Published on April 4th, 2017 | by Emily Goldberg1
Up-and-coming Tzedek gains presence on campus
In four short years, Tzedek has become a vision of a few passionate campus leaders hoping to change the world.
Tzedek is a social justice organization that helps to educate those on the Florida Southern campus about the injustices of human trafficking and sex slavery. The organization works to promote awareness on the subject by bringing prominent speakers to the school and raises funds by events and clothing drives.
The Department of Homeland Security defines human trafficking as a “modern-day form of slavery involving the illegal trade of people for exploitation or commercial gain.”
Tzedek works with local companies such as Top Buttons, Take Heart Africa, The Porch Light and The Penny Project. This semester they have been working with Into the Jordan Ministries in Fort Myers. Into the Jordan Ministries is a counseling and wellness center for trafficked and exploited adult women living in the Fort Myers and Cape Coral area.
Tzedek President Alex Kleinmann proposed the idea of the “Be the Root for Change” project, which comprised of starting a GED program for the women at the ministry. She worked directly with the director of education of Into the Jordan to create booklets filled with questions and lessons for girls who are unable to receive an education. This ongoing project is something Kleinmann hopes to continue over the summer and next year.
“The average age of women who are trafficked are 12 so they never get the chance to receive their GED,” Kleinmann said. “This program acts as counseling to help them become members of society and prepare them for the real world.”
In addition to personalizing the books to make learning more interesting and inviting for these women, Tzedek is working on a video component for the program.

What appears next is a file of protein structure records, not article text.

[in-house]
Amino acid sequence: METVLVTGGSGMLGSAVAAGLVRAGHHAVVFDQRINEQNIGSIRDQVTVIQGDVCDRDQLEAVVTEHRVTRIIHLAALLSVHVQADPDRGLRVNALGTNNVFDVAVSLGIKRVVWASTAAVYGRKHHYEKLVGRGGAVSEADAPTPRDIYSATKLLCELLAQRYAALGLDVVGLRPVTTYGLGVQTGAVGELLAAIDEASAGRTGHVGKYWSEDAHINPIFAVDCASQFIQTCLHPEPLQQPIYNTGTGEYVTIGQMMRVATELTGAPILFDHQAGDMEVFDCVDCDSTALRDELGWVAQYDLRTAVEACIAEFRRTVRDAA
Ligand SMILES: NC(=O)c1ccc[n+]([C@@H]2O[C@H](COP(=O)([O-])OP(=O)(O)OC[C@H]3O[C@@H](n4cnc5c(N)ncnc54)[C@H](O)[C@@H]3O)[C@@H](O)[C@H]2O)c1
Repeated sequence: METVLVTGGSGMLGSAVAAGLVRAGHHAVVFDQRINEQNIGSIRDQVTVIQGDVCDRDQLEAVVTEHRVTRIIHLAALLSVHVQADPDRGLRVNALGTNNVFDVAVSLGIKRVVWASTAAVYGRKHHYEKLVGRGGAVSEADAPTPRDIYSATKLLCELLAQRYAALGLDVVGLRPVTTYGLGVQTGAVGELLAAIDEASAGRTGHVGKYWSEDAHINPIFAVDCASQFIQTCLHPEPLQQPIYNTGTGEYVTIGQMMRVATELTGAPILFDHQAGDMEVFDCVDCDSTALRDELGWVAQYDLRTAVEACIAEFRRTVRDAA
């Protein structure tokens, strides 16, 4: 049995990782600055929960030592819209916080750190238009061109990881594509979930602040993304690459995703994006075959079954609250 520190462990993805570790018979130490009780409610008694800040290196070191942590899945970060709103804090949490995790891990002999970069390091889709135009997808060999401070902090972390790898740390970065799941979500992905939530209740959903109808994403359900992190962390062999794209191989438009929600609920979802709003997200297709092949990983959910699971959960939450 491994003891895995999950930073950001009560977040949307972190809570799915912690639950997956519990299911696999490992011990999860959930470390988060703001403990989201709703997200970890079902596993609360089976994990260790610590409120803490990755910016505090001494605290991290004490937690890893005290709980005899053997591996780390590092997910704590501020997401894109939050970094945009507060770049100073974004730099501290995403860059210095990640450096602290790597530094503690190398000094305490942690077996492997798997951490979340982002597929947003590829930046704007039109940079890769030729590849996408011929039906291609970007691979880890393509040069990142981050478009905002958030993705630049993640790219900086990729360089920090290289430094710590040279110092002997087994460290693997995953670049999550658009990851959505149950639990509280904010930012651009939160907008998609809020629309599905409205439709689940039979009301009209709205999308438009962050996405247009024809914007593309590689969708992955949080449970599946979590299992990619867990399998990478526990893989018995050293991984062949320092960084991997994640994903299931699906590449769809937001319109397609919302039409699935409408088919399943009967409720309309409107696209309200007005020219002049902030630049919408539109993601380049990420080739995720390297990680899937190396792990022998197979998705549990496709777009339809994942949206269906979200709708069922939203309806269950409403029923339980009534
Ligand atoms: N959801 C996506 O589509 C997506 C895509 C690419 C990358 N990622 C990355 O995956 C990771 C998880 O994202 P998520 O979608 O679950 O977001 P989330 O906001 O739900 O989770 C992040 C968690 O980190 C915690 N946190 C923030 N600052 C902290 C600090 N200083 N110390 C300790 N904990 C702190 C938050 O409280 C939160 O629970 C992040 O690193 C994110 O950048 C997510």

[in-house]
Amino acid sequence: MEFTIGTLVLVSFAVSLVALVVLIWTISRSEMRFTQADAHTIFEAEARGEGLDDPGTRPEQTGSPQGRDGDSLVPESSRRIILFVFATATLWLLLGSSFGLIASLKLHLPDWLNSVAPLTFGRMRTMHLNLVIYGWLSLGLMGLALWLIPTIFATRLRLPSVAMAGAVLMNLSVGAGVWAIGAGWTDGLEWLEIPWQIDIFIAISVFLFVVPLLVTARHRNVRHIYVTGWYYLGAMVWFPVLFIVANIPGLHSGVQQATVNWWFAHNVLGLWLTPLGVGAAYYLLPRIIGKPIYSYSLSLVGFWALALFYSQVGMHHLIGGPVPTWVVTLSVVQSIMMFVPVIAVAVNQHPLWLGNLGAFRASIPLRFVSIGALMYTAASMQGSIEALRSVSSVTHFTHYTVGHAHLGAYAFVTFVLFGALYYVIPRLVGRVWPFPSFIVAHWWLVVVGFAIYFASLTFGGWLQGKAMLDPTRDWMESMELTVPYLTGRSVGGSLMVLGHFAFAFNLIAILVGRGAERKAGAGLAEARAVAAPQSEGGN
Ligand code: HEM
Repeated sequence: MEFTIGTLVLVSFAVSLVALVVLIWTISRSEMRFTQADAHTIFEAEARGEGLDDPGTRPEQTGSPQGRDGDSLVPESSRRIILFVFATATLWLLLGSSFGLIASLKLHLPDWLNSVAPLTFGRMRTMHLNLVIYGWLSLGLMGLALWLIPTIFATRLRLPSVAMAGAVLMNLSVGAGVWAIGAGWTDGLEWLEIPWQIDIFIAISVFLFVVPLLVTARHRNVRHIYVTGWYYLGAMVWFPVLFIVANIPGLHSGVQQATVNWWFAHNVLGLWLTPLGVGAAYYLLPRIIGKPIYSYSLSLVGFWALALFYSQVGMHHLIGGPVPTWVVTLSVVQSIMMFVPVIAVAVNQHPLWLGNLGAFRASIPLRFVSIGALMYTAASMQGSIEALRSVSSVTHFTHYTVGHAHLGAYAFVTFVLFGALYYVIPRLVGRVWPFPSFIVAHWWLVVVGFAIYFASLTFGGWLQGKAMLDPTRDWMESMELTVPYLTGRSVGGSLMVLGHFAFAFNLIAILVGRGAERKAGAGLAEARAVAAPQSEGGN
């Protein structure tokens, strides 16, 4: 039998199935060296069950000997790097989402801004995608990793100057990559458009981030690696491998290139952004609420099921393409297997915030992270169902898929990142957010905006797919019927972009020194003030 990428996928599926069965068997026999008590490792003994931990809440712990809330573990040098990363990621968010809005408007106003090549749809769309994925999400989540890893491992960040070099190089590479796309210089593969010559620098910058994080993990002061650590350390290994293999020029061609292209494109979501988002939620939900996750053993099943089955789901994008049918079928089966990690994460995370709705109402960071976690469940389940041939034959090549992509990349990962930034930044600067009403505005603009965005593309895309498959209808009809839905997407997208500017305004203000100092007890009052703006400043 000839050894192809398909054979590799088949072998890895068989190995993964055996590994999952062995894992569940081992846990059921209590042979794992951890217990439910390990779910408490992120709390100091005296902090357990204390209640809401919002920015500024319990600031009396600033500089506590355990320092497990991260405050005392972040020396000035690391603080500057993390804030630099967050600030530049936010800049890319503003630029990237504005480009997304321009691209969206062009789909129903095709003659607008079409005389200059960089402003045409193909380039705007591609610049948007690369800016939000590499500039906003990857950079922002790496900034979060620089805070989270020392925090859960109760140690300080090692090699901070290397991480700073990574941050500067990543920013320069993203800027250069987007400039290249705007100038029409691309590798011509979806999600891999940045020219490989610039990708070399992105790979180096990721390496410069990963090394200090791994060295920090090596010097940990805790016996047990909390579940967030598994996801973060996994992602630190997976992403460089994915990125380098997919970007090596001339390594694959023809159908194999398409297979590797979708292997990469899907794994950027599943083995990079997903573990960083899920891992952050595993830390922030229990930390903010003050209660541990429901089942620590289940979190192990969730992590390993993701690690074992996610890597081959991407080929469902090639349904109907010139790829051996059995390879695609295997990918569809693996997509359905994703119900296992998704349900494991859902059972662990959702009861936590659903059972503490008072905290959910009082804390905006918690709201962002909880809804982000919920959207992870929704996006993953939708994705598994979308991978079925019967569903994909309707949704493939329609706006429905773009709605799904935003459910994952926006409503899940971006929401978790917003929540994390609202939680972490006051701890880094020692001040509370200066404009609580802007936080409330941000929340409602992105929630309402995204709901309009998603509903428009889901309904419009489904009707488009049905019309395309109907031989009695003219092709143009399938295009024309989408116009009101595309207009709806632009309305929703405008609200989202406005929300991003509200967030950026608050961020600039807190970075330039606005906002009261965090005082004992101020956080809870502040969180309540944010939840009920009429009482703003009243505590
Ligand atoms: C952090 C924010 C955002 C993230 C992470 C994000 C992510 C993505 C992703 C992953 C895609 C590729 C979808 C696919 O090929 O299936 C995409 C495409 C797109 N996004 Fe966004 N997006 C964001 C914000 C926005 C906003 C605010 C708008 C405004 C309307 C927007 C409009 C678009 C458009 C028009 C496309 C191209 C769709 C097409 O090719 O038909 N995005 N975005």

“This is an interesting project. Of course donations help but this is the most direct way to reach out,” Secretary Olivia Panda said.
Tzedek has also hosted more events this year compared to years past. In addition to the GED booklets, the club has had educational speakers come in to present, created cards and other letters for holidays, held clothing drives, shown documentaries and partnered with Women’s Advocacy Club and Just Asktival on campus.
“The atmosphere of the college is changing and it’s so hard to be passionate about every organization,” Kleinmann said.
Kleinmann and Panda admit that it’s hard getting people to keep coming to their events but say the school’s new passport program definitely helps get younger students to become more passionate about human trafficking awareness and prevention.
This past Wednesday Tzedek hosted the showing of the documentary “Tricked.” The event had the most people attend than any event all year.
According to Kleinmann, a goal for next year is for the club to dedicate its time to one organization or ministry instead of working on many. She wants to create events where people can see actual change in hopes that attendance and membership numbers will rise.
“It’s about fighting for people who don’t have a voice. Into the Jordan got me interested back in high school and is what really made me passionate. It’s the reason why I chose to be a nurse,” Kleinmann said.
Tzedek meets every Wednesday at 8 p.m. in the Fannin Center. For more information about human trafficking, visit traffickingresourcecenter.org or call 1-888-373-7888, 24 hours a day, 7 days a week.